APU, GPU and CPU: What do they represent and where do they differ from each other?

 

The three technologies are usually grouped together but have different roles. It is very important to know the role of each of them.

When it comes time to buy a new computer, recognizing the difference between CPU, GPU and APU is a huge advantage. You can end up saving some money especially if you are planning to build your own computer.

The three technologies are usually grouped together but have different roles. It is very important to know the role of each of them.

But what are the differences between an APU, CPU and GPU?

Central Processing Unit (CPU)

Translated into Albanian, the central processing unit is the computer brain otherwise known as the processor. In early computers the processor was divided into several chips. But to increase efficiency and reduce production costs, the processor (CPU) is now on a single chip.

By reducing the space occupied by the processor, manufacturers have managed to build devices that are even smaller and more compact. Desktops can even be found today as all-in-one as laptops become more and more thinner every day.

While smartphones have become more powerful than computers even. CPU performs basic computer processing. Instructions stored in RAM are sent to the processor for execution. It is a three-part system which contains the creation phase. Process decoding and execution. Simply put, the processor receives the input information, understands what it is, and creates the necessary output information.

Thus the processor assists everything that keeps the operating system running from opening programs to computing. Those who load the processor the most are video games. Processors are available in several variants with several cores.

Intel uses "Hyper Threading" technology where a 4-core processor behaves as if it were 8, extracting even more power from it.


Graphic Processing Unit (GPU)

Despite advances with processors (CPU) there is still room for improvement in terms of graphics. The processor manages processes and information in linear steps. But graphic processing requires large amounts of data to be processed simultaneously. This is where the GPU (Graphic Processing Unit) comes in, reducing CPU load and improving video performance.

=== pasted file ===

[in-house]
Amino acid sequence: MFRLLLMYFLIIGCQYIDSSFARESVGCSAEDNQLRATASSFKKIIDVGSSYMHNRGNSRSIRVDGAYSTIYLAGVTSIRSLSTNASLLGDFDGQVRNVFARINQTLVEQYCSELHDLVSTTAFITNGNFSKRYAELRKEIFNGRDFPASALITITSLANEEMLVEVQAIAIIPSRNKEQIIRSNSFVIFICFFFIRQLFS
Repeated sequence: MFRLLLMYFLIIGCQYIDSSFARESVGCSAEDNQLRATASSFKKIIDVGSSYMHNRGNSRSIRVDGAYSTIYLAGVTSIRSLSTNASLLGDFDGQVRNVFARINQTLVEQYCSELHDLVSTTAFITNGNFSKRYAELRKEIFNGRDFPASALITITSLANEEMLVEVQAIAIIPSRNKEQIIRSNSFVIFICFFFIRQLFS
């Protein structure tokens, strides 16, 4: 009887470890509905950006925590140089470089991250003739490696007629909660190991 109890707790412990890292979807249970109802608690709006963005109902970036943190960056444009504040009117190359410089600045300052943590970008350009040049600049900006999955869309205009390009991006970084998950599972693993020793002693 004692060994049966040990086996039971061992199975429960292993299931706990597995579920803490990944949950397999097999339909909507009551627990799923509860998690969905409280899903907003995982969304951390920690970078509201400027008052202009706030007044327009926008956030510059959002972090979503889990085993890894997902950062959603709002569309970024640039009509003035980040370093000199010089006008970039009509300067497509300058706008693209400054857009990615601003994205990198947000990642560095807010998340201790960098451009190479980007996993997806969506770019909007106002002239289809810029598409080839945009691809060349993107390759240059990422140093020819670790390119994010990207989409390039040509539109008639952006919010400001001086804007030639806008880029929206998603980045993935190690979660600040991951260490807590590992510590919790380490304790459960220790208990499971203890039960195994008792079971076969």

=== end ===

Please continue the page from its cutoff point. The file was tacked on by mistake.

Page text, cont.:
Most computers and laptops are equipped with a CPU and GPU but not always. Sometimes at low levels laptops have integrated rather than dedicated graphics.

Both CPU and GPU do similar work but the way they do it is different. The parallel GPU processing structure enables billions of calculations per second for video games or simply video content. The GPU has its own RAM and thanks to it can store images and content whose processing is performed and served when you need.

Since GPUs are replaceable, it is the biggest performance improvement you can make to your computer but they do come at a cost.

Accelerated Processing Unit (APU)

To reduce physical size and production costs, some manufacturers have found a way to combine CPU and GPU into a single chip.

These technologies are known as System-on-a-Chip. In this design the processor and graphics are combined into a single board. Not only is cost reduced but efficiency is also improved.

Also by reducing the physical distance between CPU and GPU performance increases. So thanks to the APU today we have the revolution of smartphones that are as powerful as a computer.

Because the GPU is adapted for fast computing, the CPU can load some tasks. The efficiency achieved through task sharing and distance reduction enables high levels of performance.


AMD developed an APU. Intel has begun to integrate CPU and GPU as well. The difference is that AMD offers a separate line while Intel has integrated them into existing processors.